He manages to graduate from high school by the skin of his teeth, he stayed a cut-up and was never not bored there, and becomes a waiter at a local seafood place. It’s the perfect job for him as a young man, he’s good-looking and cool and funny and smart, and he makes pretty good money and lives that life, still at the home of his adolescence, until it finally bores him, until he finally feels the need to do something with his life, and he joins the Air Force.
Others will talk of his time after this, but I knew him then, and I know that much of the glory of Michael Francis Sheridan was there from the beginning, and I know he walked his own path on his own terms. Rest in peace, Little Brother.
“Mad Dog” -fellow Combat Controller and friend
Mikey Sheridan was the stereotypical, “Old Sarge.” Gruff, and rough around the edges – he was the kind of guy who has been there and done that with regards to… everything. He was as hard as they come. He endured parachute malfunctions, rough seas, broken bones, and every hardship of the field – sweltering heat, freezing cold, and driving rain.
The young airmen loved him, but at the same time, feared his wrath. Mike could chew an airman’s butt so hard that it felt like a physical assault. Exhausting. Unlike the calculated norm of today where words must be chosen carefully – even in rebuke. Mike wasn’t afraid to unleash a string of profanity and belittlements that insulted everything from the city they came from, their looks, their apparent lack of education and common sense, all the way to the utter disappointment that their parents must have felt for raising such complete and utter dumbass. But it was effective. Trust me – they rarely made the same mistake twice. No one wanted to go through that, again.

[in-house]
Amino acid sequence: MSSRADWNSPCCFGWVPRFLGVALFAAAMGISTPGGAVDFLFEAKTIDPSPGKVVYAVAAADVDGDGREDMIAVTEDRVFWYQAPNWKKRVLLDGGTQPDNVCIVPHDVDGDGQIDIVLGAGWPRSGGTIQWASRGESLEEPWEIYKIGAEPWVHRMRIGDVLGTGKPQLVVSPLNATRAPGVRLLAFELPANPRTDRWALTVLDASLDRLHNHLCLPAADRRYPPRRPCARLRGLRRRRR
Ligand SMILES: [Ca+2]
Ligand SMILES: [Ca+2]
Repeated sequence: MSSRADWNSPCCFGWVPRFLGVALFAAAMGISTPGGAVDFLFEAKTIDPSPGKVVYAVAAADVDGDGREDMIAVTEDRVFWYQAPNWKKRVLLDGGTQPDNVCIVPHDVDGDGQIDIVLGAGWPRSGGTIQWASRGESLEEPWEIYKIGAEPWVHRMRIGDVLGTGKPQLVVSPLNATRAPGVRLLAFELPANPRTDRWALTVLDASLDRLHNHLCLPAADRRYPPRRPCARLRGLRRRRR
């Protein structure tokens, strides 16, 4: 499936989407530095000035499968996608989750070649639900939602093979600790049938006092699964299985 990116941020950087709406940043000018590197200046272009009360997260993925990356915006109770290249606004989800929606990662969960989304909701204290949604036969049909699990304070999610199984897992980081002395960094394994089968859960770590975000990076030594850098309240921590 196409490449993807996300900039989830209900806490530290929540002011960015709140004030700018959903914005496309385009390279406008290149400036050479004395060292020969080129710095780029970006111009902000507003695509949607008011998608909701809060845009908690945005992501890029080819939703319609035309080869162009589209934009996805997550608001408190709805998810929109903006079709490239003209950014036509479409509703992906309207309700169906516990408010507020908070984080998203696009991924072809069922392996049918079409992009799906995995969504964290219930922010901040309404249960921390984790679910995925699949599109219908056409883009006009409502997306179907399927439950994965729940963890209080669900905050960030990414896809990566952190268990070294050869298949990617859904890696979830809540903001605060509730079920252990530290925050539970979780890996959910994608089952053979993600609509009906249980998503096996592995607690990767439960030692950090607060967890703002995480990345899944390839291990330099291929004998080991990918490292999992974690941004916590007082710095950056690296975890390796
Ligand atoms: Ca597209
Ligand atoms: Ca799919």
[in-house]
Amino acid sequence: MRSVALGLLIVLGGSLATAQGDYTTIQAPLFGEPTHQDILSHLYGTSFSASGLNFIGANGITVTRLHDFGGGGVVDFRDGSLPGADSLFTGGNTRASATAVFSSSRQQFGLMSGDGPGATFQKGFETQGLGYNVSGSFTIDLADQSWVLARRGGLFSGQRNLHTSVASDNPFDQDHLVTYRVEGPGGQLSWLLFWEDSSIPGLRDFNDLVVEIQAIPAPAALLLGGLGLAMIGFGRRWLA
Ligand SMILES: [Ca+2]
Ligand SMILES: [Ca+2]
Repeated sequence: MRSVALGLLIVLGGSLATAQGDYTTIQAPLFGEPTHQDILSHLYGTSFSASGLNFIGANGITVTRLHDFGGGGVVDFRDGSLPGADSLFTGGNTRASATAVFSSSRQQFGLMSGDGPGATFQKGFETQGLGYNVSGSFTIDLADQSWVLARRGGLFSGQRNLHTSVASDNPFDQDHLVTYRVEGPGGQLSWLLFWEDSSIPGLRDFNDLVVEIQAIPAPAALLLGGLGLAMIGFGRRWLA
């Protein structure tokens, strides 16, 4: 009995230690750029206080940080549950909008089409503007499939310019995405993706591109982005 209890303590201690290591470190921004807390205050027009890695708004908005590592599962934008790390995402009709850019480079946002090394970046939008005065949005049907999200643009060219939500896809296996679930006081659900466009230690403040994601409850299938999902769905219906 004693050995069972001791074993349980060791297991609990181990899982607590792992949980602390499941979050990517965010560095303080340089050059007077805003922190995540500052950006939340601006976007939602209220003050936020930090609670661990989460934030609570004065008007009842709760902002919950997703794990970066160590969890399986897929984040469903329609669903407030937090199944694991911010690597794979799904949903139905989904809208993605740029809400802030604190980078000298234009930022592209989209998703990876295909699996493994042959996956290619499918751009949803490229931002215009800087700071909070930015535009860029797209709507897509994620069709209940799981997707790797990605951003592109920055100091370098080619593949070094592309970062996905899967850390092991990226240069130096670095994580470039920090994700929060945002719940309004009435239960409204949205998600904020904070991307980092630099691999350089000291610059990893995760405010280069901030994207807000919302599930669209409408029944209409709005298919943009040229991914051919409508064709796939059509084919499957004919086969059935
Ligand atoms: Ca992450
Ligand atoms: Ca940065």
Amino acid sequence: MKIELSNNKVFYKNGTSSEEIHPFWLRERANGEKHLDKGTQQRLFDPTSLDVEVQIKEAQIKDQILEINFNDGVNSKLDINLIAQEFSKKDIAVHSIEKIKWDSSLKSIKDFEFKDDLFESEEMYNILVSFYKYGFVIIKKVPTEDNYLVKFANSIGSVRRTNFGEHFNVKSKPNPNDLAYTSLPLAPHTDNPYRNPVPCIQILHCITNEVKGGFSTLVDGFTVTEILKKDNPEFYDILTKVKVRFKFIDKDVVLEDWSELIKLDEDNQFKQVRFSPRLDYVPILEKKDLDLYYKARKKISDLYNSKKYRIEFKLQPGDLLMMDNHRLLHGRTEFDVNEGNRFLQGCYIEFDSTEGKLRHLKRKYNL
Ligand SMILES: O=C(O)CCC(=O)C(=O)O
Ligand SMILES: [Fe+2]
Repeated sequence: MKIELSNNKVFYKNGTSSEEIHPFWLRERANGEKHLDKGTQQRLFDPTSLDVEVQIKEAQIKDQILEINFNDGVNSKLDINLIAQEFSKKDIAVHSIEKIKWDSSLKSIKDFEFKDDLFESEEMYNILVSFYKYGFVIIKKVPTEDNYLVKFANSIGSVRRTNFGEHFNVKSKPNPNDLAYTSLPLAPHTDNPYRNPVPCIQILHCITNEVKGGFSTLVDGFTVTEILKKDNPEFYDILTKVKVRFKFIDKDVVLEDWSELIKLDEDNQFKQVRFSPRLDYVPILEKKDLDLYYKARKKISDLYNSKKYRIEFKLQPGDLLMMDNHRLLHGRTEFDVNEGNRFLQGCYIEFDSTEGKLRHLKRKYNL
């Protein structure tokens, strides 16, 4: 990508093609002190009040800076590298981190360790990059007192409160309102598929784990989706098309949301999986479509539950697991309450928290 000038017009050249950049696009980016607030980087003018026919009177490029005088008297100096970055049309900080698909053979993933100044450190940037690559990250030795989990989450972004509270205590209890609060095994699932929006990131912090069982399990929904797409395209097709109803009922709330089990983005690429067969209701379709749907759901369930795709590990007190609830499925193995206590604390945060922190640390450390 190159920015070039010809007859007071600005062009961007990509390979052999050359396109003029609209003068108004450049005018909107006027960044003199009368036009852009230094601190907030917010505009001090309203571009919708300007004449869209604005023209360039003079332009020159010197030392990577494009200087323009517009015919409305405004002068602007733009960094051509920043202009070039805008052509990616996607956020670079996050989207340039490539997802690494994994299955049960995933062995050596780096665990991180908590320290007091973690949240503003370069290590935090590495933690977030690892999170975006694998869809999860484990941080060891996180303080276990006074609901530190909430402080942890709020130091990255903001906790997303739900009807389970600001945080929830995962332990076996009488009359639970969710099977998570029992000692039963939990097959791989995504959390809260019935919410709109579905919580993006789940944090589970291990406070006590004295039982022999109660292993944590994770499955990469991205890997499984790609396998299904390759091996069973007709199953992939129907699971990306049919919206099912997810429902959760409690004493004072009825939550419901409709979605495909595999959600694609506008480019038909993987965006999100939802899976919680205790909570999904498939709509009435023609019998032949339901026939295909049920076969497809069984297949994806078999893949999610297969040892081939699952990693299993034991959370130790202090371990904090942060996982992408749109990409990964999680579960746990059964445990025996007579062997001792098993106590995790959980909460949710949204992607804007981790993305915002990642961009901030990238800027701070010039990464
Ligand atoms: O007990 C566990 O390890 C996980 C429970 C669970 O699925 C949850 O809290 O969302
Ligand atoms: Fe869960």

Then – as only Mikey could – he would change demeanor, take them under his wing, and show them the right way to do, whatever it was. And beyond that – why it was the right way – and why it was important. Because under his hard exterior, he was a guy who really, really cared, and a guy who made everyone around him, better. A consummate teacher. He was that one NCO that left a mark on their souls, and taught them things they would never forget. And not just the those who served under him, but also his peers and superiors.
As Combat Controllers, we lived in a tough guy world, and Mikey stood out. A man’s man. A hard and dependable NCO. But mostly a team mate for life.
Bobbi Michelle -his first born
Right after dad was given 3-6 months to live, and before he moved halfway across the country to Indianapolis he wrote:
Everything is going to be different. I can’t tell you how excited I am. I haven’t been happy in years.
Death has a funny way of giving you something worth living for.